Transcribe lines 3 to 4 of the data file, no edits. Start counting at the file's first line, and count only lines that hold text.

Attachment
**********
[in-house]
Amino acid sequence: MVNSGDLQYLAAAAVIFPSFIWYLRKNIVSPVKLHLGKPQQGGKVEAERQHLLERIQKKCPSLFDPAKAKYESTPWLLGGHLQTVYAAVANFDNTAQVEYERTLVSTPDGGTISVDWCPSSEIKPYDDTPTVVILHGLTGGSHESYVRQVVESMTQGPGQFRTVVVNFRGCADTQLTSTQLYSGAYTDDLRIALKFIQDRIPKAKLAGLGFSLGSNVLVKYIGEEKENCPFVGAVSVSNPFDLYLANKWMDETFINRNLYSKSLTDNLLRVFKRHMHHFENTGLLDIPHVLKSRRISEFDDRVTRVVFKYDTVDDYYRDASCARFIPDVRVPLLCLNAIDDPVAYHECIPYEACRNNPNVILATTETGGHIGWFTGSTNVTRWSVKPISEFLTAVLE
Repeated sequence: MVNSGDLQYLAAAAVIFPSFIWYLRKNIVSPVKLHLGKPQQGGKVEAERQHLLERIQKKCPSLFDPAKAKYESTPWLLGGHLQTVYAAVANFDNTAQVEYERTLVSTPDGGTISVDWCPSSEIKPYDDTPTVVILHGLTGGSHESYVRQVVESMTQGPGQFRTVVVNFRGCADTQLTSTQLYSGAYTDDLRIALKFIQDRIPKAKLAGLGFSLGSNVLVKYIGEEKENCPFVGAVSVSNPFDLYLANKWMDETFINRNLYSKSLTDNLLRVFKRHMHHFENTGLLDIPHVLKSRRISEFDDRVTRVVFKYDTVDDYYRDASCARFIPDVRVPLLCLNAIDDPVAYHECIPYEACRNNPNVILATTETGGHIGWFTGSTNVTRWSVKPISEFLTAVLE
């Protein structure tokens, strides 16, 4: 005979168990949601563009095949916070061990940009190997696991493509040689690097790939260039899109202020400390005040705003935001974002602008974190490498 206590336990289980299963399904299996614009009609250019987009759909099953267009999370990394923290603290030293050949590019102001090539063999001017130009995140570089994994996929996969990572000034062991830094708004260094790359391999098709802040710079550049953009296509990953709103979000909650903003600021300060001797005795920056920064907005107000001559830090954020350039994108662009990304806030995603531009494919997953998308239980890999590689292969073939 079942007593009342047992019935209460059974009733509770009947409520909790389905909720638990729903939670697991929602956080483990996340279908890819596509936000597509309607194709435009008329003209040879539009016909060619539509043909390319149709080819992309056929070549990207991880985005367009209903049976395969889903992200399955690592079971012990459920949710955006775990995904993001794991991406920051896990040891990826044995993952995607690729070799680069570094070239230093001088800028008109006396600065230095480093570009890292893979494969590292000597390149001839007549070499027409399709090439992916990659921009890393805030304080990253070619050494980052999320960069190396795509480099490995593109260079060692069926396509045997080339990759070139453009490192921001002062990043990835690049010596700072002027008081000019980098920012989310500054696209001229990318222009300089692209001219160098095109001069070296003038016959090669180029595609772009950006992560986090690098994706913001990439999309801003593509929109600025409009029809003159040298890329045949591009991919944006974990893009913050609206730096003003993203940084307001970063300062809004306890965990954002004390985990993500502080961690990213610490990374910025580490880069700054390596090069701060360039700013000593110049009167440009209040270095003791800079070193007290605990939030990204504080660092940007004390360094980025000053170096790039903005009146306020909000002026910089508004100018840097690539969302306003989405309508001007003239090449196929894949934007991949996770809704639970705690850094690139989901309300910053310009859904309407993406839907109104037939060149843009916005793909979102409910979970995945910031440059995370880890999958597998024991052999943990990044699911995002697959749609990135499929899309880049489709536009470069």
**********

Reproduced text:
Repeated sequence: MVNSGDLQYLAAAAVIFPSFIWYLRKNIVSPVKLHLGKPQQGGKVEAERQHLLERIQKKCPSLFDPAKAKYESTPWLLGGHLQTVYAAVANFDNTAQVEYERTLVSTPDGGTISVDWCPSSEIKPYDDTPTVVILHGLTGGSHESYVRQVVESMTQGPGQFRTVVVNFRGCADTQLTSTQLYSGAYTDDLRIALKFIQDRIPKAKLAGLGFSLGSNVLVKYIGEEKENCPFVGAVSVSNPFDLYLANKWMDETFINRNLYSKSLTDNLLRVFKRHMHHFENTGLLDIPHVLKSRRISEFDDRVTRVVFKYDTVDDYYRDASCARFIPDVRVPLLCLNAIDDPVAYHECIPYEACRNNPNVILATTETGGHIGWFTGSTNVTRWSVKPISEFLTAVLE
């Protein structure tokens, strides 16, 4: 005979168990949601563009095949916070061990940009190997696991493509040689690097790939260039899109202020400390005040705003935001974002602008974190490498 206590336990289980299963399904299996614009009609250019987009759909099953267009999370990394923290603290030293050949590019102001090539063999001017130009995140570089994994996929996969990572000034062991830094708004260094790359391999098709802040710079550049953009296509990953709103979000909650903003600021300060001797005795920056920064907005107000001559830090954020350039994108662009990304806030995603531009494919997953998308239980890999590689292969073939 079942007593009342047992019935209460059974009733509770009947409520909790389905909720638990729903939670697991929602956080483990996340279908890819596509936000597509309607194709435009008329003209040879539009016909060619539509043909390319149709080819992309056929070549990207991880985005367009209903049976395969889903992200399955690592079971012990459920949710955006775990995904993001794991991406920051896990040891990826044995993952995607690729070799680069570094070239230093001088800028008109006396600065230095480093570009890292893979494969590292000597390149001839007549070499027409399709090439992916990659921009890393805030304080990253070619050494980052999320960069190396795509480099490995593109260079060692069926396509045997080339990759070139453009490192921001002062990043990835690049010596700072002027008081000019980098920012989310500054696209001229990318222009300089692209001219160098095109001069070296003038016959090669180029595609772009950006992560986090690098994706913001990439999309801003593509929109600025409009029809003159040298890329045949591009991919944006974990893009913050609206730096003003993203940084307001970063300062809004306890965990954002004390985990993500502080961690990213610490990374910025580490880069700054390596090069701060360039700013000593110049009167440009209040270095003791800079070193007290605990939030990204504080660092940007004390360094980025000053170096790039903005009146306020909000002026910089508004100018840097690539969302306003989405309508001007003239090449196929894949934007991949996770809704639970705690850094690139989901309300910053310009859904309407993406839907109104037939060149843009916005793909979102409910979970995945910031440059995370880890999958597998024991052999943990990044699911995002697959749609990135499929899309880049489709536009470069």